Courtesy of Valerie Young
Valerie Young is a Fairygodboss indeed. After becoming “acutely aware how differently I was treated in public when wearing a suit and carrying a briefcase versus carrying my baby with a diaper bag over my shoulder,” she resolved to figure out why this bias exists — and how to address it. She’s attended policy briefings in the US Congress and think tanks in Washington, DC, and she’s worked at a women’s advocacy nonprofit to fight for caregivers and women’s equality. We love her wise words about raising your hand and unleashing your ambition.
Fairygodboss of the Week: Valerie Young
FGB: Tell us a little about your career. How did you get to where you are now?
VY: I practiced law for 6 years before my first child was born. During my maternity leave, I became acutely aware how differently I was treated in public when wearing a suit and carrying a briefcase versus carrying my baby with a diaper bag over my shoulder. After reading Ann Crittenden's "The Price of Motherhood" I knew why.
Our culture and our public policies demean family care and the women (and some men) who provide it. I immersed myself in research about the economic costs family caregivers bear and began to attend policy briefings in the US Congress and offered by the numerous think tanks in Washington DC, where I live. In a few months I was hired by a women's advocacy nonprofit, and found fighting for caregivers and women's equality to be intensely rewarding and intellectually stimulating. I've been working in that field for 12 years now, and I love it.
FGB: What is an accomplishment that you are proud of?
VY: I've educated women with children about how they are adversely impacted by public and private institutions, and how policy changes are absolutely necessary to both value care and put women on a level playing field. Because of me, some women have met with their own members of Congress and urged them to act on paid family leave, earned sick days, affordable child care, and other issues. Helping other women develop their confidence to become political activists and insist on their own rights is the most important and meaningful thing I've ever done - in addition to raising my own two children!
FGB: What is a challenge that you’ve faced and overcome?
VY: I used to get terrible stage fright before a conference appearance or speaking in public. Now that I'm an expert on the economics of care and women's status, I know the key is to concentrate totally on the substance of what I'm saying and block out everything else. No more stage fright!
I've delivered lectures to grad students and high schoolers, hosted webinars, had full and frank discussions with Congressional staff, offered powerpoint presentations, and been interviewed on the radio. If there's a podium and a microphone, you'll have to hold me back! What I have to say is important. Encouraging others is about them, not about me.
FGB: Who is YOUR Fairygodboss? Why?
VY: Oh, gee, so many women have taught me, made me bold, and shown me what good my talent can be put to. I stand on the shoulders of giants! I have been so fortunate. Because I can't list them all, I will list the first: Ann Crittenden. She graciously replied to my first email and I stayed in touch until she involved me with her work at the National Association of Mothers' Center (now Mom-mentum). She took me seriously and started me on the path of public policy and women's advocacy. Meeting her changed my life.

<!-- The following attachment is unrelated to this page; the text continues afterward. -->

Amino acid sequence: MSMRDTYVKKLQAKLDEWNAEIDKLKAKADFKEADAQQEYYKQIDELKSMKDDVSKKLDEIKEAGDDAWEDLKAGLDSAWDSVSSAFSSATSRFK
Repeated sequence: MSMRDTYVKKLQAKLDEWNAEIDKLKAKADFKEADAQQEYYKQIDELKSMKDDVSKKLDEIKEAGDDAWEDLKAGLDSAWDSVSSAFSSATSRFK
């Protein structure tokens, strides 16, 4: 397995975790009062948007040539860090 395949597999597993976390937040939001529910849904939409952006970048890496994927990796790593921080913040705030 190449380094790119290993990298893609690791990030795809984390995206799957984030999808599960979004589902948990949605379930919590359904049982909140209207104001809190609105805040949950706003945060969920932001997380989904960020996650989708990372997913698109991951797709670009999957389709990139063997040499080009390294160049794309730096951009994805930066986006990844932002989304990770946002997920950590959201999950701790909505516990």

FGB: What do you do when you’re not working?
VY: Read, mother (it's really a verb, you know), travel, work out, and write letters — letters!! — to my far-flung friends. And now I'm looking for a job — so I write cover letters and send out job applications and network like crazy. I also just wrote an article for Slate.
FGB: If you could have dinner with one famous person - dead or alive - who would it be?
VY: Tom Hiddleston, the British actor. I adore him.
FGB: What is your karaoke song?
VY: "Like A Prayer" by Madonna — we all sing it at the top of our lungs in exercise class. Hysterical.
FGB: What is your favorite movie?
VY: Anything with Helen Mirren because she's such a badass.
FGB: What book would you bring with you on a desert island?
VY: “I never travel without my diary. One should always have something sensational to read in the train.” —Oscar Wilde
FGB: What is your shopping vice? What would you buy if you won the lottery?
VY: BOOKS books books books books. And then more books. And then, more book SHELVES, because mine are full to bursting!!
FGB: What is the #1 career tip you'd like to share with other women who want to have successful careers like you?
VY: Nobody gains when you hold yourself back. Go ahead and raise your hand, open your mouth, unleash your ambition, and don't apologize and accept responsibility for things that aren't your fault!
FGB: Why do you love the work that you do?
VY: Because empowering women is the single most effective way to improve everything in the world. Raising women's status decreases poverty, income inequality, violence, and social injustice. It promotes better leadership, expands the economy, increases the standard of living and makes it possible for more people to realize their potential. And I've got the data to prove it.
Note: Valerie Young is looking for a job involving gender equity and women's empowerment globally or in the US. If you know of any leads, email us ([email protected]), and we’ll connect you with her!
Fairygodboss is all about women helping other women. So each week, we celebrate a woman who makes a difference in other women’s careers. Is there a woman who has made a difference in your career? Celebrate and thank her by nominating her here.
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